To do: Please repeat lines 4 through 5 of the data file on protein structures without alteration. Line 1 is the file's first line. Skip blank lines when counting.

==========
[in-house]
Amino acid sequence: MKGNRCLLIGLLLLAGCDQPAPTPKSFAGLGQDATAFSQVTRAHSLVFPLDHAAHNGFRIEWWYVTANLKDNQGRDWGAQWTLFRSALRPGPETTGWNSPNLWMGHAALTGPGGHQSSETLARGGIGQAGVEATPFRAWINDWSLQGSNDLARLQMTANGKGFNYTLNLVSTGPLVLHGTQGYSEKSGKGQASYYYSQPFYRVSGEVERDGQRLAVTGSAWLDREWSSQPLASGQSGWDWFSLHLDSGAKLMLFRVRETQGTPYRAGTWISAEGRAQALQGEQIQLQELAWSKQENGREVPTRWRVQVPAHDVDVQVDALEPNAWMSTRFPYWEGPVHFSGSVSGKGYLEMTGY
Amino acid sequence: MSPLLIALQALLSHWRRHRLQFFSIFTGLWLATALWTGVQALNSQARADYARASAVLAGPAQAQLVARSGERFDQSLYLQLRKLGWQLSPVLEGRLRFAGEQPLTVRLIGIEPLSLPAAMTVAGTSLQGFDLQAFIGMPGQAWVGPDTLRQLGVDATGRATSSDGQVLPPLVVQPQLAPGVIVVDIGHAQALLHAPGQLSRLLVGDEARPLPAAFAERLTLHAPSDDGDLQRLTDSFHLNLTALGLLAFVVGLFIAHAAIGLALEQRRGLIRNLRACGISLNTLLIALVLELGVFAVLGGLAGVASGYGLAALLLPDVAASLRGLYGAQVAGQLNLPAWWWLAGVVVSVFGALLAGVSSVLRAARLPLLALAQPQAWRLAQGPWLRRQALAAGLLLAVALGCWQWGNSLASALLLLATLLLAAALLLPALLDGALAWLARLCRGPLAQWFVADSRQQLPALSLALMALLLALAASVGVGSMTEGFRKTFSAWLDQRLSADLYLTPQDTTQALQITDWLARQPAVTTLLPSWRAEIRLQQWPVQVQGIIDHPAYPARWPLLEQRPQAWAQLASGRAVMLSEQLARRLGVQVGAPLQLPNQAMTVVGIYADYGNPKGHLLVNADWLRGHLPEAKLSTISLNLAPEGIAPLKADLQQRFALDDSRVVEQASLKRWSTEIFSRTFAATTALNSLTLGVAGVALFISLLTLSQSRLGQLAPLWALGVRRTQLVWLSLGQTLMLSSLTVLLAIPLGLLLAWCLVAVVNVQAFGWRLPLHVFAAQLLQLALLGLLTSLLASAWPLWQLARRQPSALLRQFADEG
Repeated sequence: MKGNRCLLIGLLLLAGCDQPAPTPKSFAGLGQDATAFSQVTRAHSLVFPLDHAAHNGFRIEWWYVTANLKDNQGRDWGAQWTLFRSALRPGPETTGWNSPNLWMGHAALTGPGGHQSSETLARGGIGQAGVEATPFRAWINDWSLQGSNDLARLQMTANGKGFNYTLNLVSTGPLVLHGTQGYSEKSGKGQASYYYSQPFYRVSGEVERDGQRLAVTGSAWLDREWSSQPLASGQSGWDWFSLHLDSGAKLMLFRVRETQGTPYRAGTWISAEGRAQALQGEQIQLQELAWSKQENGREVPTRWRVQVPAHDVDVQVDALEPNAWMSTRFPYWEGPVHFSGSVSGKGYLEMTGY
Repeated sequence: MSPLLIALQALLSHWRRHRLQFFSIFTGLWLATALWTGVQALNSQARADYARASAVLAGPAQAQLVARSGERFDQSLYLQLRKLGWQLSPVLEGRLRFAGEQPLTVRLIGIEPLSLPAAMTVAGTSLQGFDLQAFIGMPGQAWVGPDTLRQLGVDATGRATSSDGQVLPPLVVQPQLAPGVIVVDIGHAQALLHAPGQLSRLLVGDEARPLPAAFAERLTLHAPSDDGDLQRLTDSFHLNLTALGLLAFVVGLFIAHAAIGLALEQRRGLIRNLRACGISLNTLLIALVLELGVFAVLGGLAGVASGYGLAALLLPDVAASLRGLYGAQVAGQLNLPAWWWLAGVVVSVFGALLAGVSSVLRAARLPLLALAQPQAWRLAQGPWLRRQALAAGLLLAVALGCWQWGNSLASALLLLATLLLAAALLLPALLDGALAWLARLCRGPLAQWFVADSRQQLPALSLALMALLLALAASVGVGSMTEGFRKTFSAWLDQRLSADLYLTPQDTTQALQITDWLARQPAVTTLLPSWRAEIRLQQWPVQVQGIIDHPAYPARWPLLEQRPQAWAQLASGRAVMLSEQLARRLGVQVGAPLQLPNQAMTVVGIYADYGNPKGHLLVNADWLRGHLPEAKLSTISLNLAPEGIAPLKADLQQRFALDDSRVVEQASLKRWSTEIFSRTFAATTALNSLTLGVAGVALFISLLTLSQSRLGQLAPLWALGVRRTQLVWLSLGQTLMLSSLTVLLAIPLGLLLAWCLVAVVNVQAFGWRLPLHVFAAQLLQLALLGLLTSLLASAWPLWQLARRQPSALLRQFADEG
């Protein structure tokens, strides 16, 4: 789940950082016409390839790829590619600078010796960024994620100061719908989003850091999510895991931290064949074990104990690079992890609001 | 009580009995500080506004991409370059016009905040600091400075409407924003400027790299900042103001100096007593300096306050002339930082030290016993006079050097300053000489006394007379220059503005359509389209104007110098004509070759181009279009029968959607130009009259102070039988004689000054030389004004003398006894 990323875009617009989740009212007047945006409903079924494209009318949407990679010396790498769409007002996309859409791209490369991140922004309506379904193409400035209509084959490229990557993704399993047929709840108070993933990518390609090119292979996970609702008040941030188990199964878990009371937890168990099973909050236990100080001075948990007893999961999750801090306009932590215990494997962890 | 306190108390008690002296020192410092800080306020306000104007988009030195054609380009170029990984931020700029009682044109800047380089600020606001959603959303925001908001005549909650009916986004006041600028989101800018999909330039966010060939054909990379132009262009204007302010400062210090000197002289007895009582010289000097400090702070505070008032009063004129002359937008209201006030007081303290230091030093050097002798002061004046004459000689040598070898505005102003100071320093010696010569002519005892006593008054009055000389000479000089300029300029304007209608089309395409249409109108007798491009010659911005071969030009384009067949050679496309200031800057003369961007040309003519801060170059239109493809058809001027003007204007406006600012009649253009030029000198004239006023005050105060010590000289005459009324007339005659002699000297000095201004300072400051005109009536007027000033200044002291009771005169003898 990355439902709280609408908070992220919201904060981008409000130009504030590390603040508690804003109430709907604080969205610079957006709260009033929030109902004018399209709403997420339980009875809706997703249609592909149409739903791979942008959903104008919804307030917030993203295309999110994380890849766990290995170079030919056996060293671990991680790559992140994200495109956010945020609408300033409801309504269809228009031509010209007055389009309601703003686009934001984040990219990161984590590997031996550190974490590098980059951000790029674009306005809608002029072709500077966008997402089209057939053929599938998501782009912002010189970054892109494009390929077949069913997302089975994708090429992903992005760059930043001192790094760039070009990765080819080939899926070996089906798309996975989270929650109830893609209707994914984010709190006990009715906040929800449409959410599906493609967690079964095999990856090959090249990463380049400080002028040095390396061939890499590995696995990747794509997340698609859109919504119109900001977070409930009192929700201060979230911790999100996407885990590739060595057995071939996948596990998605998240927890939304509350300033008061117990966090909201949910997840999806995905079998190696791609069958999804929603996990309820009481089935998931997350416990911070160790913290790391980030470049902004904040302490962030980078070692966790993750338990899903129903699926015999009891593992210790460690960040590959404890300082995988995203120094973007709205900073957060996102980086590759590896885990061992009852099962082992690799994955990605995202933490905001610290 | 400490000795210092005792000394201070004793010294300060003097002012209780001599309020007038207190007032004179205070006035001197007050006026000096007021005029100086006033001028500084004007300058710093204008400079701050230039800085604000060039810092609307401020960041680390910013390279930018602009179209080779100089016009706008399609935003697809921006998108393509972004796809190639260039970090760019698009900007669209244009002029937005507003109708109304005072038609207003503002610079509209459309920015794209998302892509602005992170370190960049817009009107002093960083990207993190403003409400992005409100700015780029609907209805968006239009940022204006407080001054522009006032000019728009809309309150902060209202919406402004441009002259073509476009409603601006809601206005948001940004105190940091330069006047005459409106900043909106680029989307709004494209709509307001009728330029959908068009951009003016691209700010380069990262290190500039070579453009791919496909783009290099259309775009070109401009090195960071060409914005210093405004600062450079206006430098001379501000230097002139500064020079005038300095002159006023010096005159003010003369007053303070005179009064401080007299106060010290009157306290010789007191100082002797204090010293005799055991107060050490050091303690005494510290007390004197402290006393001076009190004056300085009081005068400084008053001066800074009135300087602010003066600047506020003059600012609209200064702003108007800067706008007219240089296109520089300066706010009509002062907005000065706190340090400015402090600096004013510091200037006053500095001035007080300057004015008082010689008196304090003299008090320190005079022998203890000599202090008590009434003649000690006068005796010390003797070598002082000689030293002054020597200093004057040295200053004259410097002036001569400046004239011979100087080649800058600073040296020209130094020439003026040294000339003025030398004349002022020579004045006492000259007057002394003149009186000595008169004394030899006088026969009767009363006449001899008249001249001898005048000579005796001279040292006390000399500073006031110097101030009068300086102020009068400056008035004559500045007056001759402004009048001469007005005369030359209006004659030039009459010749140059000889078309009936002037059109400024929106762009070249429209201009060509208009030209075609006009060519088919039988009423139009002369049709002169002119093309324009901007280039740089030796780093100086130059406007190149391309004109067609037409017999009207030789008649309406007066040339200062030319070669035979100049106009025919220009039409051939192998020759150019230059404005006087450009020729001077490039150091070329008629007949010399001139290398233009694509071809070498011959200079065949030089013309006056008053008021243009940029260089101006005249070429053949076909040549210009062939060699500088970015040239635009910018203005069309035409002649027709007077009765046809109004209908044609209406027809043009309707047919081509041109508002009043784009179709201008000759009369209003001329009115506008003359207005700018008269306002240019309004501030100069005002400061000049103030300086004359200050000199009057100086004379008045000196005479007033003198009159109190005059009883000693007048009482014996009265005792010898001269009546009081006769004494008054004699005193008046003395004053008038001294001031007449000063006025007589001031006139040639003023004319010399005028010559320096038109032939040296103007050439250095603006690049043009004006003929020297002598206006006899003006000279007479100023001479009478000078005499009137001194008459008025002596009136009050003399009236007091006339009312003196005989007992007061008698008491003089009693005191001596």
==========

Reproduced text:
Repeated sequence: MKGNRCLLIGLLLLAGCDQPAPTPKSFAGLGQDATAFSQVTRAHSLVFPLDHAAHNGFRIEWWYVTANLKDNQGRDWGAQWTLFRSALRPGPETTGWNSPNLWMGHAALTGPGGHQSSETLARGGIGQAGVEATPFRAWINDWSLQGSNDLARLQMTANGKGFNYTLNLVSTGPLVLHGTQGYSEKSGKGQASYYYSQPFYRVSGEVERDGQRLAVTGSAWLDREWSSQPLASGQSGWDWFSLHLDSGAKLMLFRVRETQGTPYRAGTWISAEGRAQALQGEQIQLQELAWSKQENGREVPTRWRVQVPAHDVDVQVDALEPNAWMSTRFPYWEGPVHFSGSVSGKGYLEMTGY
Repeated sequence: MSPLLIALQALLSHWRRHRLQFFSIFTGLWLATALWTGVQALNSQARADYARASAVLAGPAQAQLVARSGERFDQSLYLQLRKLGWQLSPVLEGRLRFAGEQPLTVRLIGIEPLSLPAAMTVAGTSLQGFDLQAFIGMPGQAWVGPDTLRQLGVDATGRATSSDGQVLPPLVVQPQLAPGVIVVDIGHAQALLHAPGQLSRLLVGDEARPLPAAFAERLTLHAPSDDGDLQRLTDSFHLNLTALGLLAFVVGLFIAHAAIGLALEQRRGLIRNLRACGISLNTLLIALVLELGVFAVLGGLAGVASGYGLAALLLPDVAASLRGLYGAQVAGQLNLPAWWWLAGVVVSVFGALLAGVSSVLRAARLPLLALAQPQAWRLAQGPWLRRQALAAGLLLAVALGCWQWGNSLASALLLLATLLLAAALLLPALLDGALAWLARLCRGPLAQWFVADSRQQLPALSLALMALLLALAASVGVGSMTEGFRKTFSAWLDQRLSADLYLTPQDTTQALQITDWLARQPAVTTLLPSWRAEIRLQQWPVQVQGIIDHPAYPARWPLLEQRPQAWAQLASGRAVMLSEQLARRLGVQVGAPLQLPNQAMTVVGIYADYGNPKGHLLVNADWLRGHLPEAKLSTISLNLAPEGIAPLKADLQQRFALDDSRVVEQASLKRWSTEIFSRTFAATTALNSLTLGVAGVALFISLLTLSQSRLGQLAPLWALGVRRTQLVWLSLGQTLMLSSLTVLLAIPLGLLLAWCLVAVVNVQAFGWRLPLHVFAAQLLQLALLGLLTSLLASAWPLWQLARRQPSALLRQFADEG